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Dear Texas Chainsaw 3D Target Audience: It Gets Better

By Dustin Rowles | Film Reviews | January 4, 2013 | Comments ()


Let me guess, you're a dude somewhere between 16 and 22 years old, and if you didn't sneak into this movie, you used to sneak into movie just like this. You spend a lot of time watching horror movies because it's a great escape. It's not necessarily the violence you cling to, but the nerdier aspects of it: How the effects are produced, the people behind those horror movies, the mythology of the characters, and a lot of the books they're based on. It beats having to talk to the meatheads and rednecks that surround you, am I right?

You'll probably see Texas Chainsaw 3D with your two best friends (some would say, only friends), right? One of them is probably a chunky virgin, and the other probably has long hair and occasionally has a girlfriend. You? You're probably a band geek, or something approximating it, and you and you're friends probably spend a lot of time, hanging out, shooting the shit about horror flicks or comics, and not getting laid. You're good kids; you're smarter than most of those around you; you engage in petty vandalism from time to time, and you probably spend too much time on the Internet.

It gets better.

That pudgy friend of yours? He'll probably get even more invested in horror movies over the years, maybe cut himself a few times in college, and smoke a little pot, but he'll eventually find someone. He'll grow up to be a school teacher or something, and maybe have a kid or two, and one day, you're going to wonder about future generations because they're being taught by a guy who used to spend most of his time watching and obsessing over slasher pics. Hell, he still has a massive collection of horror movie toys, and spends a lot of his time with his wife at horror-movie Cons. He never really grew up, but he likes it that way.

That other guy? The one with longer hair? He'll actually apply a lot of what he learned obsessing over make-up effects in horror movies to his future career as a dentist. He kind of hates his job, but he does well, and he still spends most Friday nights forcing shitty horror movies onto his wife, who'd probably be rather watching anything else. He doesn't realize it because he has some insecurity issues and complains too much, but he's living the good life, too.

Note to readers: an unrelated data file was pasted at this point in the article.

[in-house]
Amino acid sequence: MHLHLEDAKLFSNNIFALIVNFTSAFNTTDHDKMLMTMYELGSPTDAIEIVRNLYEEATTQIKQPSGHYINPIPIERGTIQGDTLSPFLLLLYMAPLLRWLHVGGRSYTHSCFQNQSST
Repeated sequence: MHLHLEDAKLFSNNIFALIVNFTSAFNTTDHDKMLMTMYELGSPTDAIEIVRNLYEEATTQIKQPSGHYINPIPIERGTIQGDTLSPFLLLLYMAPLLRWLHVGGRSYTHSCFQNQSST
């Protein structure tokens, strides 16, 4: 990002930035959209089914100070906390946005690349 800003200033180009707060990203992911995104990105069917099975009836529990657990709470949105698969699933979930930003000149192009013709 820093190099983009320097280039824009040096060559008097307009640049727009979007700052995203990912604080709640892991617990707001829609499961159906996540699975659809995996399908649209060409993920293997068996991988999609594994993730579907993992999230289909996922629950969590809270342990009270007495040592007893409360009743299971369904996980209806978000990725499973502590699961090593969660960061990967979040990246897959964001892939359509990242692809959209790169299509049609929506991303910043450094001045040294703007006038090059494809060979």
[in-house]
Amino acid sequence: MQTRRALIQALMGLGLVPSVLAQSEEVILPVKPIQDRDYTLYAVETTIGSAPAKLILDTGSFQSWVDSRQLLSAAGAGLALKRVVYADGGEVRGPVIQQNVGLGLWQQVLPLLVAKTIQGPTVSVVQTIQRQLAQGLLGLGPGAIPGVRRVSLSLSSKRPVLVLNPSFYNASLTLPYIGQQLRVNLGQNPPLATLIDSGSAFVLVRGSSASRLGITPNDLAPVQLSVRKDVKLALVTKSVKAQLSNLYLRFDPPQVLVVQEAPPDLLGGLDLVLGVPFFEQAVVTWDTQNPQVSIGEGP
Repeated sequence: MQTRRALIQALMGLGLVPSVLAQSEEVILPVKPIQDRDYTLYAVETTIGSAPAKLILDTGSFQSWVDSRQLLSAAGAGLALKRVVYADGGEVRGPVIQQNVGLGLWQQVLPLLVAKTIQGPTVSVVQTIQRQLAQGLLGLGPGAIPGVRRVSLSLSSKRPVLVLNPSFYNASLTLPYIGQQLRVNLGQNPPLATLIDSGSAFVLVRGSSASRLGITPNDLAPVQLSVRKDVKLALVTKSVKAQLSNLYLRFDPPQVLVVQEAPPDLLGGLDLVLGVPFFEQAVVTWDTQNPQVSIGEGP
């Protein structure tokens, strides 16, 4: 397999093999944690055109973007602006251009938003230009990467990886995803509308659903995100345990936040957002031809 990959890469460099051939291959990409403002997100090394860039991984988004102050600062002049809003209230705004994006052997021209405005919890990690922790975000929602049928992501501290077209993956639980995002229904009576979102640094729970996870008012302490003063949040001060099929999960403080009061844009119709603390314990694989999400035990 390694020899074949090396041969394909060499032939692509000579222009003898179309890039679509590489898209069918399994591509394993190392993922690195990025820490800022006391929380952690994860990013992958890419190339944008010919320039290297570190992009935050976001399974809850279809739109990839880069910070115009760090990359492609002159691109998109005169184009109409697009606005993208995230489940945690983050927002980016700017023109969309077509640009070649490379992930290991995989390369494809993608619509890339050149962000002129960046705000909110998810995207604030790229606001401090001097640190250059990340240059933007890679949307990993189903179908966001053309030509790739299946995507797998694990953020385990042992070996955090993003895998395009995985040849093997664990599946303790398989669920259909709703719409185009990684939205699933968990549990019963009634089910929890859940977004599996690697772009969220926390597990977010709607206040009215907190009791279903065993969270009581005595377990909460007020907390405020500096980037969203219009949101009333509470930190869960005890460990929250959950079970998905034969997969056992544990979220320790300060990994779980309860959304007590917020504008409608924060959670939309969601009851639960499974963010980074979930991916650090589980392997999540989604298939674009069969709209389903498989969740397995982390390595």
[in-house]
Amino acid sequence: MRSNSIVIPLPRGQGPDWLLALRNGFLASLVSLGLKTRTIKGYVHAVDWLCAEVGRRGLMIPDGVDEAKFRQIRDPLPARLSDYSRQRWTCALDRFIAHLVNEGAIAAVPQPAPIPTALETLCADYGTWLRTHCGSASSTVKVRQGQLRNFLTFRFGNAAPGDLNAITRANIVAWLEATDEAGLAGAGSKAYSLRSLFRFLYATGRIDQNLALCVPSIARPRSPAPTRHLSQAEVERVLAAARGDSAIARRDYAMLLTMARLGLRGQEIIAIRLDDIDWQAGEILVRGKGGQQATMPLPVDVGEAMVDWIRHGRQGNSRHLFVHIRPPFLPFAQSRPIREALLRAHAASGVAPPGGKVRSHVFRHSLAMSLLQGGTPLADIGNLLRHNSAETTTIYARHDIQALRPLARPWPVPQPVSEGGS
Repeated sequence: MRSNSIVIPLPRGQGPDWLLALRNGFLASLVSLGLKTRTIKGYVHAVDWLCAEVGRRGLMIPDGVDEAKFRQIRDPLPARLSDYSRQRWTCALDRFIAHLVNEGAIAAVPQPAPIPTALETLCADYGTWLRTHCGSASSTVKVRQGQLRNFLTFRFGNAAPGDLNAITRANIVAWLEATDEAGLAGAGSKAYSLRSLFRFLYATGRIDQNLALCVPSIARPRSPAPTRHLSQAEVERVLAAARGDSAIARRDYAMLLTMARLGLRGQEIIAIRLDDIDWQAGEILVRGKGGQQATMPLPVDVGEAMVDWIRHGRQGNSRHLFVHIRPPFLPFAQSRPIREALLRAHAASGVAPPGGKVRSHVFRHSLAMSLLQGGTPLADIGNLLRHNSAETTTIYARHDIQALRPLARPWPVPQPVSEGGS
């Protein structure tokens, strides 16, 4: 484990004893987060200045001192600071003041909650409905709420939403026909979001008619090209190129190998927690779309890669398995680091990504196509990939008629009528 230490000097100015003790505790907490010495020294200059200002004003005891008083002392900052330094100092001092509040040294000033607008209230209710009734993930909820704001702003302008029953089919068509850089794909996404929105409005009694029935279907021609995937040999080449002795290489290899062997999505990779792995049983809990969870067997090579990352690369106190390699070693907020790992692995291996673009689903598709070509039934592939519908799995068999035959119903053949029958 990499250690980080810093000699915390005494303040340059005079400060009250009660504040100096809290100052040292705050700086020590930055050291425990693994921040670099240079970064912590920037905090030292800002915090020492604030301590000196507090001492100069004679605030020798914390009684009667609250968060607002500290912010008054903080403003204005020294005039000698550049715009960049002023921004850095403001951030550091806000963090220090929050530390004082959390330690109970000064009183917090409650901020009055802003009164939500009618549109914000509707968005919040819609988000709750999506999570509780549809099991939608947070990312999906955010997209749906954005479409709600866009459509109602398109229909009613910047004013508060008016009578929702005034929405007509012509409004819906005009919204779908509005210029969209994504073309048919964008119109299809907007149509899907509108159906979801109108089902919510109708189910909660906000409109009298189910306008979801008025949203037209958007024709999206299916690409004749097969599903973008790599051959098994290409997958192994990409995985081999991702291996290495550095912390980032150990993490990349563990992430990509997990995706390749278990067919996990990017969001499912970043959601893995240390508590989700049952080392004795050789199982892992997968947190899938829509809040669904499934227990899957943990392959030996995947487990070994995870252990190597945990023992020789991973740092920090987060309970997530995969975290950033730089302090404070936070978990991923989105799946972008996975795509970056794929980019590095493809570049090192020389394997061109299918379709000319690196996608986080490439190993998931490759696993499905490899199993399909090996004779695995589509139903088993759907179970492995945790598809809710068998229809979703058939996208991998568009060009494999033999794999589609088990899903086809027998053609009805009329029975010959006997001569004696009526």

You? You're going to be all right, too. You'll eventually transfer that obsession with horror movie minutia to something slightly more beneficial, the debates over movies may work to your benefit in law school, and you'll eventually end up doing something you love, even if it doesn't pay that well. But you'll be happy, and eager to introduce your own kids to the horror classics someday. Assholes will probably accuse of you of being a hater because you're often too nostalgic over the way horror movies used to be. Simpler. Bloodier. Less nihilistic. Fewer CGI effects, and there was no such thing as a f*cking PG-13 horror film. GOD.

But it gets better.

For now, Texas Chainsaw 3D is exactly what you need: A shitty horror movie where skinny bitches get cut up, the frat boys end up in in pieces, and the rednecks wind up in the meat grinders. It's not a great -- or even good -- movie, but there's some new kills, a cool goth chick in the center of it all, and some new mythology to geek out with your friends over.

Specifically, the prologue is set in the 1970s, right after the events of the original Texas Chainsaw Massacre. After ole Leatherface waves his chainsaw at the Last Girl, who gets away in a pick-up truck, the townsmen close in on the Sawyer farmhouse and burn it to the ground. All the Sawyers are burned alive except one woman, who escapes with her child. The baby is abducted by one of the redneck townsfolk. He kills the mom, and -- along with his wife -- raises the child as his own. Twenty some odd years later, the Sawyer matriarch passes, and ends up leaving her mansion -- where all the Sawyers are also buried -- to that child, Heather (Alexandra Daddario).

Heather goes on a road trip with her friends to collect her inheritance, that old Sawyer mansion, but soon discovers that good ole Leatherface -- Jed Sawyer, a 6'5 menace with the brain of an eight year old who wears other people's faces over his own -- is living in a basement. One of the dumb friends lets him out, and Leatherface -- chainsaw in hand -- goes on another killing spree. But there's a fun little twist in the end, one that is somewhat predictable but satisfying all the same, and it'll leave you and your friends with plenty to chew on and discuss while you're avoiding the real people around you.

That is to say, Texas Chainsaw 3D is not a good movie, but you never expected it to be, did you? But you're happy enough; it gets the job done, kills a couple of hours, makes you squirm a couple of times, and gives you something to talk about at IHOP afterwards. Not a bad night, not a bad night at all.

It does get better, but my advice to you is to appreciate how good it is now.




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